The adaptions from the original greek versions that we use on here are more suited to philosophical based discussions on epistemology. The 'general' usage is more suited to general conversation because of the way people generally approach positions. (see the quote)

What I'm saying is:
"Yes, the ones we use here are more suited to philosophical discussions but general conversation isn't always supposed to be philosophical."
Surely you guys don't approach every conversation you come across as a philosophical analysis?


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Strafio wrote: Surely you

Strafio wrote:

Surely you guys don't approach every conversation you come across as a philosophical analysis?

Surely you don't approach every cash register assuming that 75 cents equals three quarters.

My point...

Represent the truth at all times, if someone is too ignorant to not know the truth, educate them whenever needed. If I ask someone "Do you believe in God?" and they answer "I'm agnostic." They've done nothing to tell me if they believe or not, in fact they may as well have answered "I like pork." I have no clue if someone believes in god when they answer "I'm agnostic" they've done little to further the conversation. It's up to us to say we're atheists, let people make fools of themselves with a popular definition, and for us to educate them on what most atheists actually mean when they say "I'm an atheist."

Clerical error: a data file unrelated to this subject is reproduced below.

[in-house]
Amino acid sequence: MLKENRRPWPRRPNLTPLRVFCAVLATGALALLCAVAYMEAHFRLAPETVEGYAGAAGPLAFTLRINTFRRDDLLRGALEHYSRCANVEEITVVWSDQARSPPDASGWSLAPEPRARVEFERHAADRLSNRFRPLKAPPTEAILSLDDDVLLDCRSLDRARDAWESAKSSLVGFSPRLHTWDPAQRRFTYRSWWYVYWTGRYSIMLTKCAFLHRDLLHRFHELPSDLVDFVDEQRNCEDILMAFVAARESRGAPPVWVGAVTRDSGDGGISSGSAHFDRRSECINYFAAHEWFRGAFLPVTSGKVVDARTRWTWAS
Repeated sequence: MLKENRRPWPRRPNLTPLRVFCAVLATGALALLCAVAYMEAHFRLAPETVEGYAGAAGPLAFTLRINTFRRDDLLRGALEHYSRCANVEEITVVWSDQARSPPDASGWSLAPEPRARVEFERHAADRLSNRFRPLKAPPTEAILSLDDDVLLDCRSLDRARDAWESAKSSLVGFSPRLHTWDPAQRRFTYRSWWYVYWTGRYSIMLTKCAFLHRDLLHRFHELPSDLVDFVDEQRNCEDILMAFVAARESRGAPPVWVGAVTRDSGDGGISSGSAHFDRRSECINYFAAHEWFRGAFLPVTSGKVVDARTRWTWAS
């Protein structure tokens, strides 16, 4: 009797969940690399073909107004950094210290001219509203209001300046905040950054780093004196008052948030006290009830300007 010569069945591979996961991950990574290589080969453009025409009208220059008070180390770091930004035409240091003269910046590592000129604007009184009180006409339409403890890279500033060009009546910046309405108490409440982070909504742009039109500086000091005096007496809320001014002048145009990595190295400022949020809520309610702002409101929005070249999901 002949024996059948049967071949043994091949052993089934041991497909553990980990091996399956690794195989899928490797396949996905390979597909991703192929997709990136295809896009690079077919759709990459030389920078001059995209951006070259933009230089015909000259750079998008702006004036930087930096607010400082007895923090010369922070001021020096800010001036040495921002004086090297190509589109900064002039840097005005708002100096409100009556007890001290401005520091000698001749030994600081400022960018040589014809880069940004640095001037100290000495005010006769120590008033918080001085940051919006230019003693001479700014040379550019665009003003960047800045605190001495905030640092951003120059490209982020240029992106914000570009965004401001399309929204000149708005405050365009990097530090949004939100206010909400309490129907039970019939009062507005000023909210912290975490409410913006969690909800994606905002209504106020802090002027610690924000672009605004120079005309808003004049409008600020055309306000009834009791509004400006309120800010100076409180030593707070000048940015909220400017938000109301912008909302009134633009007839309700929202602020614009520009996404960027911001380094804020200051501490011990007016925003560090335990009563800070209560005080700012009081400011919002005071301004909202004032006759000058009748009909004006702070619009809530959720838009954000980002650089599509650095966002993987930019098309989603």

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Who says they're not being

Who says they're not being truthful?
Most people approach debates in the standard way:
There's a position that you're for, against, or undecided/uncaring.
The layman's believer, atheist and agnostic paints the picture to this template. Is there a reason why they shouldn't look at it like this? This way of looking at it is limited in depth (our versions of the words are more appropiate for more indepth discussions) and if the conversation takes a turn into a more detailed discussion of epistemology then the 'more accurate' terms need to be introduced.

So why not use the the 'more accurate' terms in general as well for indepth discussions? Because they're not really adequate for the task. They miss out details that are important in everyday conversation, like how set/confindent someone is in their beliefs.

Would you say there's a difference between the weak atheist who doesn't have a proper opinion, just lacks a belief in theism and the weak atheist who has considered all the options and is firm in their opinion that there is no rational grounds for belief?
That is the difference people speak of when they call the former an agnostic and the latter an atheist.